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Two continents, divided by deep philosophical waters? Why geographical indications pose a challenge to the completion of the TTIP

Lookup NU author(s): Dr Ben Farrand

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This is the authors' accepted manuscript of an article that has been published in its final definitive form by Cambridge University Press, 2016.

For re-use rights please refer to the publisher's terms and conditions.


Abstract

The May 2016 leak of draft texts produced within the context of the on–going Transatlantic Trade and Investment Partnership negotiations has provided an interesting insight into the positions of the EU and US with regard to different dimensions of regulatory cooperation, with some chapters being complete or near completion (as other articles in this mini–symposium discuss), and others still in a more rudimentary format. One such field of regulation, covered in the leaked ‘Tactical State of Play’ document, covers geographical indicators (hereafter GIs). However, this coverage is very brief, stating that ‘discussions focused on the preparation of an intersessional discussion prior to the next round’. GIs, marks identifying the geographical origin, and by extension (so the argument goes) quality of goods, have continued to be a source of consternation in international trade regulation, with states unable to see eye–to–eye on how they should be protected, if at all.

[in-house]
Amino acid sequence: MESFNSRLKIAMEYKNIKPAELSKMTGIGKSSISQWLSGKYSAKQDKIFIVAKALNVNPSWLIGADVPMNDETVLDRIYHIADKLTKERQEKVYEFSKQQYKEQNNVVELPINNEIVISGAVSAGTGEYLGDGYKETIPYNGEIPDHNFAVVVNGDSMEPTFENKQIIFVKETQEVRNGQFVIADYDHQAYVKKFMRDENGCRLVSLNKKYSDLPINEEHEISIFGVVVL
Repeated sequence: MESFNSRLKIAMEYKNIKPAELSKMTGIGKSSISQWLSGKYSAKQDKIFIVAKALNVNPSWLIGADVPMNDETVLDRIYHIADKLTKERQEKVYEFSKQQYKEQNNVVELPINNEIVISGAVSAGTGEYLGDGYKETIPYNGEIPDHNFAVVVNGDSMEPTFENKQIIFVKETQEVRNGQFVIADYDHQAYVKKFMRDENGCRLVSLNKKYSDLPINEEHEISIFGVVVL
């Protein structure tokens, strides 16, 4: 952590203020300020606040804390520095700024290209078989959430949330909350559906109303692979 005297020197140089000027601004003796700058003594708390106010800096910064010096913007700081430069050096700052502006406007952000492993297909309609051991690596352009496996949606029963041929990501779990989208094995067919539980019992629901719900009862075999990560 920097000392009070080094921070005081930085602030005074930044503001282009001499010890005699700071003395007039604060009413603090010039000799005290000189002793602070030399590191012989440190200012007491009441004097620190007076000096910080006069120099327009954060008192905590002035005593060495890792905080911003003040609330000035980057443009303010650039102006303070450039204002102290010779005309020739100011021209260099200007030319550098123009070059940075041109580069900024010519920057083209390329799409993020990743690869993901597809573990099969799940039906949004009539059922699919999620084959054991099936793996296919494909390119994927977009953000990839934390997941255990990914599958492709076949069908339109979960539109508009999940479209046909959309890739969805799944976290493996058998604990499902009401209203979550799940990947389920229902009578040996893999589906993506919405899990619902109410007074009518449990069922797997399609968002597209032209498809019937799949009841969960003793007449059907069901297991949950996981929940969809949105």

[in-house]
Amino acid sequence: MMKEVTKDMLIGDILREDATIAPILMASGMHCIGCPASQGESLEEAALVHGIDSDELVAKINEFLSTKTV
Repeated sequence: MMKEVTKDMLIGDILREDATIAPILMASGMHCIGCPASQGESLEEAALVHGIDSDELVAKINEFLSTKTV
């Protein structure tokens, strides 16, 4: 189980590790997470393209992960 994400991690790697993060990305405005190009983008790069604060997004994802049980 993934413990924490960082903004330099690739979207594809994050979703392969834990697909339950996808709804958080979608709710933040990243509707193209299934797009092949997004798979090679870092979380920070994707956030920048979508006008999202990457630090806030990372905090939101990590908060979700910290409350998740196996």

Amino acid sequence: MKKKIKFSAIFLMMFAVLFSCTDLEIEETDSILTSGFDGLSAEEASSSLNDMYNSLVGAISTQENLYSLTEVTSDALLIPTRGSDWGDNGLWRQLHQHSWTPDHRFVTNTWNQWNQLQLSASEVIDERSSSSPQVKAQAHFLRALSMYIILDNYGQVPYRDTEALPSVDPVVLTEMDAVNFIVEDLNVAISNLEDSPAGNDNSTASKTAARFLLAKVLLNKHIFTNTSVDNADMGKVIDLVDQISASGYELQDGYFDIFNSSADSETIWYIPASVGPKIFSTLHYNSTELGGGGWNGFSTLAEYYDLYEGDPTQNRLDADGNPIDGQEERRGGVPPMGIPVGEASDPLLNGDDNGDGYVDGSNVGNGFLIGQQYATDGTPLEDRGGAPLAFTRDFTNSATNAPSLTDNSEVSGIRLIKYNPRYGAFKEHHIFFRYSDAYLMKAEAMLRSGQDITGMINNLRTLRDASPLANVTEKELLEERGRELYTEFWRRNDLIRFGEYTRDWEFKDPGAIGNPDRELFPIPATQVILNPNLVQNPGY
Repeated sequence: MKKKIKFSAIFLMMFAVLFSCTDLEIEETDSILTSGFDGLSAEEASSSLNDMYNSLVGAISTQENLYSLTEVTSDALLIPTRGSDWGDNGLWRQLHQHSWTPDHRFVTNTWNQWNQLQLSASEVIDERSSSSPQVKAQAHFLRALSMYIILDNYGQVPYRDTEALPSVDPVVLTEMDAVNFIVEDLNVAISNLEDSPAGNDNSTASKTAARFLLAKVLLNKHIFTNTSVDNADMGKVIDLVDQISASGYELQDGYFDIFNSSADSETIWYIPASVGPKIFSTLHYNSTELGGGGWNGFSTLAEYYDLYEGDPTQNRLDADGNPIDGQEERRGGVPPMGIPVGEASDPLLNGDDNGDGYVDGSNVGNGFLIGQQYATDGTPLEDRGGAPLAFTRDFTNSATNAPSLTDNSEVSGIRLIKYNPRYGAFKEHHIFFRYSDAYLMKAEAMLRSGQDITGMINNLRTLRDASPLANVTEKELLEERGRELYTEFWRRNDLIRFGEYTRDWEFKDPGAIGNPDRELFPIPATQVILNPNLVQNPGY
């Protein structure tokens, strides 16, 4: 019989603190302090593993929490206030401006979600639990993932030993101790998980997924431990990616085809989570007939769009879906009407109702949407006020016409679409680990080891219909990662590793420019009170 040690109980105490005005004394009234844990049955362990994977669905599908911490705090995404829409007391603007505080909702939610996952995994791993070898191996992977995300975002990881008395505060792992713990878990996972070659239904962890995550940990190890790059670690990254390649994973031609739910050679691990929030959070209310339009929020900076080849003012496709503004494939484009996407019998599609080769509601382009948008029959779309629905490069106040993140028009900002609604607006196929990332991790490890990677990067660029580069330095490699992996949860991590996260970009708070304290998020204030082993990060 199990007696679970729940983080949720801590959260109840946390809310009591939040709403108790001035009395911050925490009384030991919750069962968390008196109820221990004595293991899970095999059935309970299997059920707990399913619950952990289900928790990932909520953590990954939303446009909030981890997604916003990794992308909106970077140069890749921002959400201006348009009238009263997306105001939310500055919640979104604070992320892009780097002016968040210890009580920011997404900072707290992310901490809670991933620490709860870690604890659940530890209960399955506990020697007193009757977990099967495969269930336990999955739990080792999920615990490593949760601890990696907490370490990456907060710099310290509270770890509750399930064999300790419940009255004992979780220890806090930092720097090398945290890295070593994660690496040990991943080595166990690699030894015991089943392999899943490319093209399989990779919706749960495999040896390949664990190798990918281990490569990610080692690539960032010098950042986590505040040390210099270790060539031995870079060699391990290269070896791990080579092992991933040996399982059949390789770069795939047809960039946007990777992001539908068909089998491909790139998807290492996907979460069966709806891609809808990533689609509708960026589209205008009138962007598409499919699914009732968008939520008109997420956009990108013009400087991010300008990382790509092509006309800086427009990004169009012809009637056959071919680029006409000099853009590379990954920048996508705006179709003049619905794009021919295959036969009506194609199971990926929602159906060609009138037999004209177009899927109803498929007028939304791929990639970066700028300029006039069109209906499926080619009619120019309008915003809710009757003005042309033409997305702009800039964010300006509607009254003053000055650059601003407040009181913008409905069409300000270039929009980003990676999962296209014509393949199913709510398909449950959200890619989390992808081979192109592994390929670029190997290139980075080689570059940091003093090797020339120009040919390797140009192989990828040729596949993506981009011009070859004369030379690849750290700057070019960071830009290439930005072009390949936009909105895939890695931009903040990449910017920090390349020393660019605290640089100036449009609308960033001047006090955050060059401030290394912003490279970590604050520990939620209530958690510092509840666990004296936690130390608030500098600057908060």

Publication metadata

Author(s): Farrand B

Publication type: Article

Publication status: Published

Journal: European Journal of Risk Regulation

Year: 2016

Volume: 7

Issue: 2

Pages: 269-273

Print publication date: 01/06/2016

Online publication date: 20/01/2017

Acceptance date: 01/04/2016

Date deposited: 06/04/2019

ISSN (print): 1867-299X

ISSN (electronic): 2190-8249

Publisher: Cambridge University Press

URL: https://doi.org/10.1017/S1867299X00005663

DOI: 10.1017/S1867299X00005663


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